These women have built a sisterhood of 22 years through their stokvel

Tsolanang Social Club (PHOTO:SUPPLIED)
Tsolanang Social Club (PHOTO:SUPPLIED)

ESTABLISHMENT: It is something that touches everyone. When someone dies, the last thing you want to be thinking about is where you’ll get money for burial. That’s why a small group of women formed a burial society, Tsholanang Social Club. They wanted to help each other in their time of need. Two decades later the ladies, who are now between the ages of 40 and 50, are still going strong.

ALL IN THE UNIFORM: The 11 members changed their uniform from T-shirts to denim skirts with matching denim aprons, to accommodate changes in members’ body shapes as they grow older. Each member’s apron has a different coloured trimming and they wear a T-shirt that matches this trimming.

LET’S TALK MONEY: Members contribute R150 monthly and the money is used towards a funeral of a loved one. The club covers stokvel members and their immediate family. If a member of the stokvel dies, they will pay R5 000 to the family and R4 000 if the member’s husband or child dies.

They aren’t just limited to deaths. The stokvel buys a gift valued at R500 should a member host a birthday party, bridal shower or a housewarming. A R20 fine is issued if a member is late for a meeting while R30 is the fine for absenteeism without an apology.

OUT AND ABOUT: At the end of the year members make time to have a good time. Members of the club are fond of picnics and this is how they usually close off their social year in December. They have visited resorts such as Savumash Lodge in Temba, Fountains Valley and Derdepoort Recreation Resort for their year-end functions.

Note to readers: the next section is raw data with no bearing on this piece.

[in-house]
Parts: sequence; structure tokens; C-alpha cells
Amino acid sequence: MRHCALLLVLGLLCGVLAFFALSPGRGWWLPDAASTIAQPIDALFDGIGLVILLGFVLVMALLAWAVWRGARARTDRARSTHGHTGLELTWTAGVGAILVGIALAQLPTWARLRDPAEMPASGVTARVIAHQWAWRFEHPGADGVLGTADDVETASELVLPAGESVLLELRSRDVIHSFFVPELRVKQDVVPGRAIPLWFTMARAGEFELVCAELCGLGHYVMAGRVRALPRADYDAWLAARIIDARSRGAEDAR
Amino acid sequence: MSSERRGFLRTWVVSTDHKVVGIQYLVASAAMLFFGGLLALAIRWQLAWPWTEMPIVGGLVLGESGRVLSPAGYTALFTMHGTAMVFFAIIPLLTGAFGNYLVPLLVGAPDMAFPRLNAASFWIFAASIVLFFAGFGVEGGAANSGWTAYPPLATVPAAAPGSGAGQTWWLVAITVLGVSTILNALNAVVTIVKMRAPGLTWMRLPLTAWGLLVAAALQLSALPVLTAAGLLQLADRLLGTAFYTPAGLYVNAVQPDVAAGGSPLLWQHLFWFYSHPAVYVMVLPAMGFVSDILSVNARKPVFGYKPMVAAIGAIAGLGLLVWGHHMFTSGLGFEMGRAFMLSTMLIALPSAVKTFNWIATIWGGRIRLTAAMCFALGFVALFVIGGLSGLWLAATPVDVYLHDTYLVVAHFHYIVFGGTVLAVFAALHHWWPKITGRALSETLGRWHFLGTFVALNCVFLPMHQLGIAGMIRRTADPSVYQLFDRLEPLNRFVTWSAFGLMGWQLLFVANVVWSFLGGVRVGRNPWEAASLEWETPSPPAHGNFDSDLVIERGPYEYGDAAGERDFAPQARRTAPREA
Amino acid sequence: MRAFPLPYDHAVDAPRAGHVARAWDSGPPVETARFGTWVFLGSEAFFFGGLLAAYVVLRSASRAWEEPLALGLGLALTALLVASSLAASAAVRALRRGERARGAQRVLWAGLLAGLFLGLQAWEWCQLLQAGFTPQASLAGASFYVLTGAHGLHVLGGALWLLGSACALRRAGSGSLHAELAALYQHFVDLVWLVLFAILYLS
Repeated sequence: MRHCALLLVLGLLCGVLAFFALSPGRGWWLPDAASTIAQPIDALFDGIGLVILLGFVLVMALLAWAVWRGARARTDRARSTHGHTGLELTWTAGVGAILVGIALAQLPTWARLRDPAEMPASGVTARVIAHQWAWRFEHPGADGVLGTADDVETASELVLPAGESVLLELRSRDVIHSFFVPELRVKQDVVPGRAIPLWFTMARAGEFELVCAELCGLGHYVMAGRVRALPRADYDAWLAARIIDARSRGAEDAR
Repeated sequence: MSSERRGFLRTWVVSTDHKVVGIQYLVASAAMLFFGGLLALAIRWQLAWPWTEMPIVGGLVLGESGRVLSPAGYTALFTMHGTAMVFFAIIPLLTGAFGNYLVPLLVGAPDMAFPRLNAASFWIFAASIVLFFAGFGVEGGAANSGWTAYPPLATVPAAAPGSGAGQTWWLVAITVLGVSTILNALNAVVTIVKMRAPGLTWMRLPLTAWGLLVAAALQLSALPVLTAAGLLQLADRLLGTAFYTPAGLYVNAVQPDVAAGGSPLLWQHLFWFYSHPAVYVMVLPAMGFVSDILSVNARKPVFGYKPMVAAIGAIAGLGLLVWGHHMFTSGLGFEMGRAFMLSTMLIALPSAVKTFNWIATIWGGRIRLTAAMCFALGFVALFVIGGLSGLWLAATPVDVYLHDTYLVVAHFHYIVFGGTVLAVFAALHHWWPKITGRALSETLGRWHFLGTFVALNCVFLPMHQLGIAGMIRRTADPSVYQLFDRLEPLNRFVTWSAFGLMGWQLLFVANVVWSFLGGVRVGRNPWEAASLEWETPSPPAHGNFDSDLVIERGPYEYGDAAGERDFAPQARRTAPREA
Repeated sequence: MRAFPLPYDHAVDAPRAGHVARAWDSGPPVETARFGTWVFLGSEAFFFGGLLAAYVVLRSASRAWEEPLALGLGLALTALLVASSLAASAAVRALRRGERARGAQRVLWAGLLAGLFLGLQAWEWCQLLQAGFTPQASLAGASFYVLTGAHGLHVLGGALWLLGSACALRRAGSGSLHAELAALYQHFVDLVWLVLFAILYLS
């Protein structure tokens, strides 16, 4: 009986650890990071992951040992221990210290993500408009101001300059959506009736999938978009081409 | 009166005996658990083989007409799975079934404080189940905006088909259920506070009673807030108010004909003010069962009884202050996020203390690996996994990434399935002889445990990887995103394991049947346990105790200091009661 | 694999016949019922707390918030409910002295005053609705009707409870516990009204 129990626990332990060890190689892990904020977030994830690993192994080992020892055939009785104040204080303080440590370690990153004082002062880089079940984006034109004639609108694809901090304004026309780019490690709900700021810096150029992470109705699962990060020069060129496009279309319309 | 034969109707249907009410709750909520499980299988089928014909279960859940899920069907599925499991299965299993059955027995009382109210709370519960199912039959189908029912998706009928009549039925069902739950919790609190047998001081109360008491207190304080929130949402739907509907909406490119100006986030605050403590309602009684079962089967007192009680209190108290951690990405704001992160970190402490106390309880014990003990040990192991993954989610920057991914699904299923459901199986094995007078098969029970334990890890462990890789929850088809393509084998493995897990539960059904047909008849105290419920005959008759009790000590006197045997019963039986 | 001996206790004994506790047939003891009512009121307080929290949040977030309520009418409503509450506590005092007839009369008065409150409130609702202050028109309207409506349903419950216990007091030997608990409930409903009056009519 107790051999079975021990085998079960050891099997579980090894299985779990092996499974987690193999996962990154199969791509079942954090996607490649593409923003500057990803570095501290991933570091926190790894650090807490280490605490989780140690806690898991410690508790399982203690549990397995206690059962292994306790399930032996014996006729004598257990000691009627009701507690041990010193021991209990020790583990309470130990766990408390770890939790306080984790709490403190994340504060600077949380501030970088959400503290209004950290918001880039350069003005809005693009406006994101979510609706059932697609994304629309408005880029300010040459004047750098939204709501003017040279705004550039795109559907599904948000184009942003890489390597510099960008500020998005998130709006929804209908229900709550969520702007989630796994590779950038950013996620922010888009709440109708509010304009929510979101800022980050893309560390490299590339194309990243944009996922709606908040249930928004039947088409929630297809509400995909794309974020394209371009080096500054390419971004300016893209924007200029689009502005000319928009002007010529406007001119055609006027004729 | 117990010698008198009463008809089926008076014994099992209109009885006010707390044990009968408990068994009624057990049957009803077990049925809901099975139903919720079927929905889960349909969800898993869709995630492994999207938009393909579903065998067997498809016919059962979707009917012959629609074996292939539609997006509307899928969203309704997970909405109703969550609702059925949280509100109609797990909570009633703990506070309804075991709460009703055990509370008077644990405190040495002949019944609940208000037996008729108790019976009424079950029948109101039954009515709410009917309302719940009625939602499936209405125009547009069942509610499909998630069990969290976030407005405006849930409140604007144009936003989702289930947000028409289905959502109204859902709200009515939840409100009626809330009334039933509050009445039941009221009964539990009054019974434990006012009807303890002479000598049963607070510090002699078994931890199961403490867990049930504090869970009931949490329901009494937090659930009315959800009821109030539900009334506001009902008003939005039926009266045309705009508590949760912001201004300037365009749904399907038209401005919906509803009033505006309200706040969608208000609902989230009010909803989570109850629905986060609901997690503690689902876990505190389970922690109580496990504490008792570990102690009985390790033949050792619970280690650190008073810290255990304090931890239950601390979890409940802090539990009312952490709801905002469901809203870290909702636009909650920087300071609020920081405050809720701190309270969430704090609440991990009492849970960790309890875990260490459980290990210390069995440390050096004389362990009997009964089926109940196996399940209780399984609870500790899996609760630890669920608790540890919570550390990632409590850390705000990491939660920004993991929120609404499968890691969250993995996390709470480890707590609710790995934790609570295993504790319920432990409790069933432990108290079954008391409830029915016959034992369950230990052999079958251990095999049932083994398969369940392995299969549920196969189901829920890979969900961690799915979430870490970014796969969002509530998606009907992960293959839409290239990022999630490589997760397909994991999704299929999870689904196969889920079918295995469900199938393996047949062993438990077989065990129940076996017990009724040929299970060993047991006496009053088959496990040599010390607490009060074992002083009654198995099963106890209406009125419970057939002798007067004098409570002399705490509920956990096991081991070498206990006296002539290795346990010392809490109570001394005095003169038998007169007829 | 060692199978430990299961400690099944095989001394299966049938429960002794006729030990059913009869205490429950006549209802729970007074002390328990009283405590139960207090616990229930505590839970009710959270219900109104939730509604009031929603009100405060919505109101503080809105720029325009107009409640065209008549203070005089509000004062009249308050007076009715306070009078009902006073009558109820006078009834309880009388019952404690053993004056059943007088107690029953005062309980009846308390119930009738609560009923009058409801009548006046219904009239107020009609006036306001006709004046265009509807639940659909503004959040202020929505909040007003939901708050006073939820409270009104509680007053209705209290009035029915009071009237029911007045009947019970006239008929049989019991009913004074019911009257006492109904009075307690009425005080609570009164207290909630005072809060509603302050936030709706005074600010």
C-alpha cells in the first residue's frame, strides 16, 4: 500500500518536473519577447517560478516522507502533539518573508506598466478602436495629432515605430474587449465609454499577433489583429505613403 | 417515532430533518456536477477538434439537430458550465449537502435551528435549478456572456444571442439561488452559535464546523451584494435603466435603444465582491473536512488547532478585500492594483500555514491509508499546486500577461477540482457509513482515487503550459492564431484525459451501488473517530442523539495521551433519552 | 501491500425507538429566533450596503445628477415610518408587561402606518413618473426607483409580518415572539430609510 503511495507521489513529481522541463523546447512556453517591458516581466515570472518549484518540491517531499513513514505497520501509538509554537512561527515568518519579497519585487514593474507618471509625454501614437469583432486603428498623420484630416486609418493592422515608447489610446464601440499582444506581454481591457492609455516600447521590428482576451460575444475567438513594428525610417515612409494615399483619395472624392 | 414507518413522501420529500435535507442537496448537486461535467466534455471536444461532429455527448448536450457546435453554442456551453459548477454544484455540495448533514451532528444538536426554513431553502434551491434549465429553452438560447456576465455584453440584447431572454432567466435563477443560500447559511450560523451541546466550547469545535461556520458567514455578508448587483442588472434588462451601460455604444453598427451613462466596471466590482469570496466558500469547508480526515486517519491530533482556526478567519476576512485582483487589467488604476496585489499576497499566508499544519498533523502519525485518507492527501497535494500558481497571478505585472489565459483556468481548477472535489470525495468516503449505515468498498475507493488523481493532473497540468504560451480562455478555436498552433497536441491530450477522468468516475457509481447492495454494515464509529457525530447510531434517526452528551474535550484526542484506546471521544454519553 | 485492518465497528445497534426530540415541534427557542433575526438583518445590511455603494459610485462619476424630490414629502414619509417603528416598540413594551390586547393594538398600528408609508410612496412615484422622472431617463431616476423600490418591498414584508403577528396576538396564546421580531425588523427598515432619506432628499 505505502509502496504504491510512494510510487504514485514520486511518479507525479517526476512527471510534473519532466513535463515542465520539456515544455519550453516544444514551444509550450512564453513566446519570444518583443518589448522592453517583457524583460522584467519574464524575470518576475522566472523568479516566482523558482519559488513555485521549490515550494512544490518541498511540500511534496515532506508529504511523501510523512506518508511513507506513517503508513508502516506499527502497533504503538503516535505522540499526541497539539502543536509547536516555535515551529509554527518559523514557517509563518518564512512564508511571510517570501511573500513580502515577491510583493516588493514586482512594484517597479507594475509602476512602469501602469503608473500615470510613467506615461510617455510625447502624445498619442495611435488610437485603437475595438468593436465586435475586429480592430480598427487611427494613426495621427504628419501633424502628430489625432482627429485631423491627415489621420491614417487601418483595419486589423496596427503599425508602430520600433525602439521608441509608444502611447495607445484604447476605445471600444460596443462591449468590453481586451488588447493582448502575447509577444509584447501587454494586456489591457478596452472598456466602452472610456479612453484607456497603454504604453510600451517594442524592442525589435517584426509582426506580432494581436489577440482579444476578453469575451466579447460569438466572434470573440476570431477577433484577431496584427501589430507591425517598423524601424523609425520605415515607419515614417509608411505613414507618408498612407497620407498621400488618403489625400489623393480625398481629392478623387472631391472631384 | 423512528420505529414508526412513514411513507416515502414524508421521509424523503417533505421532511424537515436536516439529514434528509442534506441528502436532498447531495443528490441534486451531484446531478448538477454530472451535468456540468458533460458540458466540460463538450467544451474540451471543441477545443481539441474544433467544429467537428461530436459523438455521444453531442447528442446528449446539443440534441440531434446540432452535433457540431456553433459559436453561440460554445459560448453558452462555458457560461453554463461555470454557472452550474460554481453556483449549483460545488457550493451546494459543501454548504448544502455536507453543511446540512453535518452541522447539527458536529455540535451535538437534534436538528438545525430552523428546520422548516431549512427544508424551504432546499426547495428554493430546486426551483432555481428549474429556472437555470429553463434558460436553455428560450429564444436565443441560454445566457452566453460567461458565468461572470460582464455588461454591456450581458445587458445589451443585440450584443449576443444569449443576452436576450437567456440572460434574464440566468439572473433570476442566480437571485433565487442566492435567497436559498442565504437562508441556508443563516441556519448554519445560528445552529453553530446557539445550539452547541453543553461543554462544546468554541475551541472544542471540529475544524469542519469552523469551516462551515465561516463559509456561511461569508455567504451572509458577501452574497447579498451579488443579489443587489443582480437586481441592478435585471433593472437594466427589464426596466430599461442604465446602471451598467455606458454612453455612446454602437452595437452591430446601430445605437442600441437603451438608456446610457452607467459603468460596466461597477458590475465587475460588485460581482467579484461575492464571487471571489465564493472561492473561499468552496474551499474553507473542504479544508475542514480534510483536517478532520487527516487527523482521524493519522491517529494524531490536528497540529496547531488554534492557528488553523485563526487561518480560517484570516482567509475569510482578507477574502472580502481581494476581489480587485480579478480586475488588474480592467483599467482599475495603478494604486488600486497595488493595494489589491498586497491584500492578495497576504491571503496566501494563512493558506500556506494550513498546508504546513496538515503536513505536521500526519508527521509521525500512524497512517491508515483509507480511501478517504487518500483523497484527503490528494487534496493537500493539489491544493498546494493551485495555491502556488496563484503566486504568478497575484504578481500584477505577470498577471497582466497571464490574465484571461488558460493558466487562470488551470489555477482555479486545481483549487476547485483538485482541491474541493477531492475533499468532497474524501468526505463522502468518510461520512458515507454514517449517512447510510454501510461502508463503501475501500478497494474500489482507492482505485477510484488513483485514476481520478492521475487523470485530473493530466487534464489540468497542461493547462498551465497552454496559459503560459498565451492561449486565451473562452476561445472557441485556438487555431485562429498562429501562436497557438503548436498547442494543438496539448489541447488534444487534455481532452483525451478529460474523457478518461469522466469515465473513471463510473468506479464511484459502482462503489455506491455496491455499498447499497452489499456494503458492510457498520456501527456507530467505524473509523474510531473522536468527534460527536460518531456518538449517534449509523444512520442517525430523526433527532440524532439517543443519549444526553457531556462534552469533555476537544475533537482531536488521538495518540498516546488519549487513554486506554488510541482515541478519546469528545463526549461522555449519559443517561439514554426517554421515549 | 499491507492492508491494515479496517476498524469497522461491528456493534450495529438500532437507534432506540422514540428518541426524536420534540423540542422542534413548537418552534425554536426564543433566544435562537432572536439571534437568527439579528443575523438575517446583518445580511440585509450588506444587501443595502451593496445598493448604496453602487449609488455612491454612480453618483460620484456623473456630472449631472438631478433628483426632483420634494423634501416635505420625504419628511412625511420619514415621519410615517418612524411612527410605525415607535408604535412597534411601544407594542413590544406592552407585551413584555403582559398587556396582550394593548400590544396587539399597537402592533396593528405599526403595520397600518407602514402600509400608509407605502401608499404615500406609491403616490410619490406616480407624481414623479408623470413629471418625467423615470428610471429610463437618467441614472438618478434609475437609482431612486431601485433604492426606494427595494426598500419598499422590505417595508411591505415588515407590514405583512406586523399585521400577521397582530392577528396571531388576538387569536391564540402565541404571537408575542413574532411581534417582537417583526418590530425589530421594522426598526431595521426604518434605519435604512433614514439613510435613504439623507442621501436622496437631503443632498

TRIALS: Should a member lose a dependent while they are behind on their monthly contribution by three months or R150 more, the stokvel will not pay out the R4 000 and the member would forfeit all benefits. When the group initially started, they had a rule that if a member died and they hadn’t paid their contribution for six months or more, the club wouldn’t pay out.

It was only after a member wasn't paid out that they decided to review the rule. The member was behind on her contribution but the club decided not to pay out, which didn’t sit well with some members .

NAME: Tsholanang Social Club LOCATION: Mabopane, north of Pretoria MEMBERS: 11 FORMED: 1997 MEETING: Monthly CONTRIBUTION:R150

Stokvel Corner: The same way you would pay your rent and your child’s school fees, so too should you prioritise your monthly stokvel contributions. Paying your monthly premiums is essential, it proves that you are a member of the club and that you are working towards the goals of the club, whether it is a funeral or any other stokvel.

If you don’t pay, be prepared to deal with the repercussion. It isn’t fair to give members a tough time about claiming money, especially when you did not follow the rules. Neither is it fair or ethical to want members to break the rules or sympathise with you because you failed to follow the rules of the stokvel.

What to think about: When making rules, the stokvel needs to take a democratic stance and allow members to vote for each rule to make sure the majority agrees. Rules need to be in the best interest of members and the club. Members also need to stick to the rules to avoid conflict in the stokvel.

If you want your stokvel to be featured in Move! send us your contact details and a picture of your stokvel members to: move@media24.com.